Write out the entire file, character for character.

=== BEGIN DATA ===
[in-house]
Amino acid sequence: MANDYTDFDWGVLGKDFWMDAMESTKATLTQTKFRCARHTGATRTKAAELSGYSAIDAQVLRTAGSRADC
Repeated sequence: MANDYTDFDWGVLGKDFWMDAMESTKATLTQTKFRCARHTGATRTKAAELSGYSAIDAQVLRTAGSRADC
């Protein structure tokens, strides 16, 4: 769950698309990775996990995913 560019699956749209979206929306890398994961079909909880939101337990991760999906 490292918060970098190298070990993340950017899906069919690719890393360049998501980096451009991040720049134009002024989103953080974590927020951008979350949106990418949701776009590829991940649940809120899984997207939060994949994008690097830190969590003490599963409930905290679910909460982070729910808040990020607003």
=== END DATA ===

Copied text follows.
[in-house]
Amino acid sequence: MANDYTDFDWGVLGKDFWMDAMESTKATLTQTKFRCARHTGATRTKAAELSGYSAIDAQVLRTAGSRADC
Repeated sequence: MANDYTDFDWGVLGKDFWMDAMESTKATLTQTKFRCARHTGATRTKAAELSGYSAIDAQVLRTAGSRADC
């Protein structure tokens, strides 16, 4: 769950698309990775996990995913 560019699956749209979206929306890398994961079909909880939101337990991760999906 490292918060970098190298070990993340950017899906069919690719890393360049998501980096451009991040720049134009002024989103953080974590927020951008979350949106990418949701776009590829991940649940809120899984997207939060994949994008690097830190969590003490599963409930905290679910909460982070729910808040990020607003």